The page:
March 11, 2019
The story of the fall in the Garden of Eden is about humanity’s inability to trust in God, but it is also the story about how God never compels, but continues to invite humanity into a relationship that depends upon God’s graciousness. While the first man and woman could not trust in the creator and his ways, Abraham stands as one who responds to God’s invitation and is justifiably called the “Father of Faith.”
There are, indeed, many events in the life of Abraham that earn him this title. First, he is called by God to “go forth from your land, your relatives, and from your father’s house to a land that I will show you” (Gen 12:1). There are countless reasons for Abraham to decline this request. To leave his land and his relatives is to leave behind not only familiarity, but also the security and safety that one’s clan would bring. Abraham is also seventy-five years old and it would not surprise us if Abraham told God that he was just too worn-out at this point in his life to begin such an adventure. But, he responds in freedom to God’s request and trusts that somehow God will bring about the promises that God makes: “I will make of you a great nation, and I will bless you: I will make your name great, so that you will be a blessing” (Gen 12:2). And thus, God makes a covenant with Abraham promising him that his offspring will be as numerous as the stars in the sky (Gen 15:5) and that his descendants will be given the land of Canaan (Gen 15:18-21). And in the midst of all these events we are told, “Abram put his faith in the Lord” (Gen 15:6).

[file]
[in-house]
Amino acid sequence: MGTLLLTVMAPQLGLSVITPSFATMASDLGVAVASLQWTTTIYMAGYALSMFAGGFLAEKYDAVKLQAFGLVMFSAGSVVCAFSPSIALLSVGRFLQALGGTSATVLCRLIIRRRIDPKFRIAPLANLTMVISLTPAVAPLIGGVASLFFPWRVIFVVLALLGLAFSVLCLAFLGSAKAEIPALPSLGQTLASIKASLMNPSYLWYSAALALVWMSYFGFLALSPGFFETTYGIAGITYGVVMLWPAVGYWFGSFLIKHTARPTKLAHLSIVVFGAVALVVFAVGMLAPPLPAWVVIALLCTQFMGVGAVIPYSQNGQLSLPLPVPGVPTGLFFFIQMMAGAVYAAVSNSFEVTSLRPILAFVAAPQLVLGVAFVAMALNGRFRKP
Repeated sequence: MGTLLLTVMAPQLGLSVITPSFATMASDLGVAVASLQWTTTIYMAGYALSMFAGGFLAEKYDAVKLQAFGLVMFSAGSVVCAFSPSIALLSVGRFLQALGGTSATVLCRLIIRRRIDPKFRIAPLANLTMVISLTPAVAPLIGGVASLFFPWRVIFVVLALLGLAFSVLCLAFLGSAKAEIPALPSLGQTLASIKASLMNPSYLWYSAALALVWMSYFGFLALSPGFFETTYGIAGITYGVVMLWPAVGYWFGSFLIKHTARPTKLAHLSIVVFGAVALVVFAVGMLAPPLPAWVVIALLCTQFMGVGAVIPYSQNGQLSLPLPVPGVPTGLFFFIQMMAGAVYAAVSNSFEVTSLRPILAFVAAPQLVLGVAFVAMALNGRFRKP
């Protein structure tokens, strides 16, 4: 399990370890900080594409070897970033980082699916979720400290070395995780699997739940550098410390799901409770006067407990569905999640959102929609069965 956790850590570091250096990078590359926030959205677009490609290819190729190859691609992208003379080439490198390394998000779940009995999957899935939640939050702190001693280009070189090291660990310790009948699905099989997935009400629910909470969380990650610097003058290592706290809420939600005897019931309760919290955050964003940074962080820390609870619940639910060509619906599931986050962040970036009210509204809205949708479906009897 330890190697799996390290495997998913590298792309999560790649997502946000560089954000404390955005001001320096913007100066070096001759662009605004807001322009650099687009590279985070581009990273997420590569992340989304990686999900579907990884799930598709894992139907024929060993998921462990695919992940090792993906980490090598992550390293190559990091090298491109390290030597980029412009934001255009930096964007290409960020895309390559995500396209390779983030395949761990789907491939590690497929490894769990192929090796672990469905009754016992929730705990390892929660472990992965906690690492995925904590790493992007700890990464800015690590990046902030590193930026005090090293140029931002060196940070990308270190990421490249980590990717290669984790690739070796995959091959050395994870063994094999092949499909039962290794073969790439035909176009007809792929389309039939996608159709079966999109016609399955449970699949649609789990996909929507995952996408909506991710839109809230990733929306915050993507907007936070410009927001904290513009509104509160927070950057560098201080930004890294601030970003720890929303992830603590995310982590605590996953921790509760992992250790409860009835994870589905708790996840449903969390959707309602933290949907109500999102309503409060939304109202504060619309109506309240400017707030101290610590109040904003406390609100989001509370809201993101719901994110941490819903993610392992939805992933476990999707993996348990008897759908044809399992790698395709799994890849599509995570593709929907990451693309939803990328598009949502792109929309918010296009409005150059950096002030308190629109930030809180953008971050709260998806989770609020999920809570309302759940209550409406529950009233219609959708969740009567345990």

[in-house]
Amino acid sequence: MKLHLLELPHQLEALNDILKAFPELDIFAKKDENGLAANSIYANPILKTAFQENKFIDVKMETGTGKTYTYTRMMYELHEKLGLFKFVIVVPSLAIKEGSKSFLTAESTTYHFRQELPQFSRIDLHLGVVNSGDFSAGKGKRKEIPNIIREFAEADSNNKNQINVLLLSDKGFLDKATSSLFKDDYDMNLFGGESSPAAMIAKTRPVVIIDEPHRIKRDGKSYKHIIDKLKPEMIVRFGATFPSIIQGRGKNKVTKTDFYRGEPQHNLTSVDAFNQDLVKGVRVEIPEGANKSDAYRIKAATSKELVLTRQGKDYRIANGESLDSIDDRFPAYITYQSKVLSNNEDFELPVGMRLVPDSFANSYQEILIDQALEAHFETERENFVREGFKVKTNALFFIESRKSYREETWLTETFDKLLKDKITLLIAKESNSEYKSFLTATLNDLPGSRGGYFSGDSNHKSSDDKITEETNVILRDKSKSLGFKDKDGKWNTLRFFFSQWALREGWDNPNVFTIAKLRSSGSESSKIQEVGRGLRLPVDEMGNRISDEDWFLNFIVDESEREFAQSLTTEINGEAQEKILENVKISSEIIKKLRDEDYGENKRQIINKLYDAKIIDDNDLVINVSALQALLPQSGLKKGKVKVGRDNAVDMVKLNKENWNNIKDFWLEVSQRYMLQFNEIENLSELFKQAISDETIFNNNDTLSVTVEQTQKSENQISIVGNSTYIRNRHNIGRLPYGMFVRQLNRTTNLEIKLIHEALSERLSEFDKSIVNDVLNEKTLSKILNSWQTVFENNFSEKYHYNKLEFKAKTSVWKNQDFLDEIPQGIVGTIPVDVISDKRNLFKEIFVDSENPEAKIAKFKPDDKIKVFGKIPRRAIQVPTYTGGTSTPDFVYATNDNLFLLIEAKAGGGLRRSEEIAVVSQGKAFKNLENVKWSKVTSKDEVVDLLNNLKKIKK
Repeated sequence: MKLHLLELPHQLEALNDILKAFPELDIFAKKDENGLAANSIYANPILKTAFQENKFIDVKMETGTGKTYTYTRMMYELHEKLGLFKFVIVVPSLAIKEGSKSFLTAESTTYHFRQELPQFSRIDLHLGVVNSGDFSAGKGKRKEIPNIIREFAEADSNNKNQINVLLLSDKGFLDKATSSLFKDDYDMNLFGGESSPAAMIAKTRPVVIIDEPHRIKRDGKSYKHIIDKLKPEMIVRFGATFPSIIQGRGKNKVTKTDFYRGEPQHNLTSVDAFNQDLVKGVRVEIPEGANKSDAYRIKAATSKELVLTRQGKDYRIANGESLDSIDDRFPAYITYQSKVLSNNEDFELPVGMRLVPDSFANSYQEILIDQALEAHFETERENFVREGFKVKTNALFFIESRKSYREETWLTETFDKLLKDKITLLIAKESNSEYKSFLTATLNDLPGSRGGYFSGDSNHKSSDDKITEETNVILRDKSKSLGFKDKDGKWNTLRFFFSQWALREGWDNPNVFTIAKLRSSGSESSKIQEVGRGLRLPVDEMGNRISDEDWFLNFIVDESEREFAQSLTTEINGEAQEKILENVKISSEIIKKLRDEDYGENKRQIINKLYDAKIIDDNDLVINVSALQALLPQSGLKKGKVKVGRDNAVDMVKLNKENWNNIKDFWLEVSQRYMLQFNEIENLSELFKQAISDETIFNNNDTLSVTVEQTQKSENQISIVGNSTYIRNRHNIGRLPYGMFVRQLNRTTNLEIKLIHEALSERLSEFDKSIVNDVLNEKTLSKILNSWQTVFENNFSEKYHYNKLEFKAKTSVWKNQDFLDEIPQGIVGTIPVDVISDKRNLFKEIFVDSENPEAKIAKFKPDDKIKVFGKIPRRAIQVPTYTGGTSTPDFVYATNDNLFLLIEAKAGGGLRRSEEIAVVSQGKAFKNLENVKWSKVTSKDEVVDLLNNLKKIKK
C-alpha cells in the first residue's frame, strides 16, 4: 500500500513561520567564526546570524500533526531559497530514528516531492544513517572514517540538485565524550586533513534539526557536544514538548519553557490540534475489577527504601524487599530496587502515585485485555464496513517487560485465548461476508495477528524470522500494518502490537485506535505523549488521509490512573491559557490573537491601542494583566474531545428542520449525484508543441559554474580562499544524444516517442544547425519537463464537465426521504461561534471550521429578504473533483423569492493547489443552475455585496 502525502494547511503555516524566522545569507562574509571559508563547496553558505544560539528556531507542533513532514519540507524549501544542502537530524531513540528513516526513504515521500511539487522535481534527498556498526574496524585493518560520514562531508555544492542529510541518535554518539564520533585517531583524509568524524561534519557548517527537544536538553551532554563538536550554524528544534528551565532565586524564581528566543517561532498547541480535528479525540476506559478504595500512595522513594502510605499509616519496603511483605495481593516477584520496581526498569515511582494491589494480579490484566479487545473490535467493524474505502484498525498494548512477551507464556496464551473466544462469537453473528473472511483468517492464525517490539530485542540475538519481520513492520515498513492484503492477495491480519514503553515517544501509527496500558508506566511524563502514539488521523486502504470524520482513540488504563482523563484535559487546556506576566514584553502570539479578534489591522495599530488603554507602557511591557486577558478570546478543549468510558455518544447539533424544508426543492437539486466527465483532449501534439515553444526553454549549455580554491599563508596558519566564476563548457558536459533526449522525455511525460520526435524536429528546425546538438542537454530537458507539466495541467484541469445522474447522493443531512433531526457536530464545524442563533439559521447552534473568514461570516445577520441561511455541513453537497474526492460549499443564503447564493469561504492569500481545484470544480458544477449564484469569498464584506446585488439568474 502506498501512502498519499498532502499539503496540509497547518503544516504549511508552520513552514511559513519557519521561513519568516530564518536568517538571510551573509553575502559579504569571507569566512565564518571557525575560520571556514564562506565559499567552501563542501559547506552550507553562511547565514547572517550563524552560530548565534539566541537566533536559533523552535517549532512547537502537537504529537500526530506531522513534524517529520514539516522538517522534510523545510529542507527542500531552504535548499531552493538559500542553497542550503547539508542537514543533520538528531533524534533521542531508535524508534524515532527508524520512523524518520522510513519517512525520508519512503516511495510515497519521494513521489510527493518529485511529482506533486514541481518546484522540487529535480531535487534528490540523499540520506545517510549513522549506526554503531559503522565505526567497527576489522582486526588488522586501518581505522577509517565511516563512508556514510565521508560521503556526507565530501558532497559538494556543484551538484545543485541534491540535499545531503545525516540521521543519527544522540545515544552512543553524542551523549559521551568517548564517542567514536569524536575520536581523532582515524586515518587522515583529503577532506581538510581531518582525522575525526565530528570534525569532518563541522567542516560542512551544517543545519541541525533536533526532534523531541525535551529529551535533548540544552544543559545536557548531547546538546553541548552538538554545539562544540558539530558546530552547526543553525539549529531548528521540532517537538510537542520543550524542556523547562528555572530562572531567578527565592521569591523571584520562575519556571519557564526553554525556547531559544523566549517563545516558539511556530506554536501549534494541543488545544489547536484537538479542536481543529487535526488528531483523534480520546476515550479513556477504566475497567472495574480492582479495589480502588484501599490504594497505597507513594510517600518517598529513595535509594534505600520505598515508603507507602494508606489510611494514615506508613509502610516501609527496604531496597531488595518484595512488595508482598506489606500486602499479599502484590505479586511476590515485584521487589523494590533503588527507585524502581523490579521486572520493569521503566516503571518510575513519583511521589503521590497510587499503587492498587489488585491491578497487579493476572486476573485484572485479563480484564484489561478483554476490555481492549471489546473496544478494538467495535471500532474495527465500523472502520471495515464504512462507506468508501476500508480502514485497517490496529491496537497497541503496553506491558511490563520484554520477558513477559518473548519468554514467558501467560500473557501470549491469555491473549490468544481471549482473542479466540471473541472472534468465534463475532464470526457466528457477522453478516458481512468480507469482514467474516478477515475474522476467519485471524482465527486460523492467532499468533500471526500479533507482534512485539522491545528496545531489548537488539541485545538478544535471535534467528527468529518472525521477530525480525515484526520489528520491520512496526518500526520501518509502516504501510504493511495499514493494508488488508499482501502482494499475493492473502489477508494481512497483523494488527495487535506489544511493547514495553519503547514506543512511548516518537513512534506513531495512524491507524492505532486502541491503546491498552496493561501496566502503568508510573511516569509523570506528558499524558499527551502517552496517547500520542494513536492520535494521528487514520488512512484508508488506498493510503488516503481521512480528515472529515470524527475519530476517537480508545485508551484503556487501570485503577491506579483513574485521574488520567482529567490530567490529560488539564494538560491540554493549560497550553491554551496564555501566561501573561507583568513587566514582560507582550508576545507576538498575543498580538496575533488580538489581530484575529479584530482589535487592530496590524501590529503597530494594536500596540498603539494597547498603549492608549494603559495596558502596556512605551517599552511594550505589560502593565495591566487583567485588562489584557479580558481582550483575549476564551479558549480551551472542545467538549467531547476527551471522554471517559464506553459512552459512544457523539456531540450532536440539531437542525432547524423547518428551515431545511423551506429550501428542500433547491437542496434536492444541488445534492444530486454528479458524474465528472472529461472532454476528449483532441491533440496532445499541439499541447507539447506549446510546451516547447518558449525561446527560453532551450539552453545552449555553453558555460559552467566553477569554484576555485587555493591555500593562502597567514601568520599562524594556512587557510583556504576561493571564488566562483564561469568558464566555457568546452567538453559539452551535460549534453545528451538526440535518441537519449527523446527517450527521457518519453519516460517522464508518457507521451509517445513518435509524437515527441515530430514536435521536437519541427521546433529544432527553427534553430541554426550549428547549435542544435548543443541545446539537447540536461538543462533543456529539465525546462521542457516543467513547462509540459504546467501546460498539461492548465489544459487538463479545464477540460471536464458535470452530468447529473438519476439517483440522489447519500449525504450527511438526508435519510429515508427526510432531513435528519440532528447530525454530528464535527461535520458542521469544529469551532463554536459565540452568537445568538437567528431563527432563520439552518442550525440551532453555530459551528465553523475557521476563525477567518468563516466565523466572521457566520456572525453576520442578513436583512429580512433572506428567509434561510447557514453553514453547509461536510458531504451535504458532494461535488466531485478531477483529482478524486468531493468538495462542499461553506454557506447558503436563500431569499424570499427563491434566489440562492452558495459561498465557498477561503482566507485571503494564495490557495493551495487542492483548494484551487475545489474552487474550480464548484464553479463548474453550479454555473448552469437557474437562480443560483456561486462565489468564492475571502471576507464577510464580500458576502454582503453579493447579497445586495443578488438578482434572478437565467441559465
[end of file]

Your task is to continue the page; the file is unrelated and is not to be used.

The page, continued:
Lent is, of course, a time for us to prepare to renew our faith in God. Over the course of time we learn to place our trust in what appears to us to be more of a “sure thing.” Through the Lenten practices of prayer, fasting, and almsgiving, we commit to making God the center of our lives (prayer), to trust in God to provide what we need instead of all that we want (fasting), and to learn to be fulfilled through service and selflessness rather than being filled up with material things (almsgiving). We pray that Father Abraham, our Father of Faith, inspire us to trust that these Lenten practices will lead us, not down a path of diminishment, but one of fulfillment.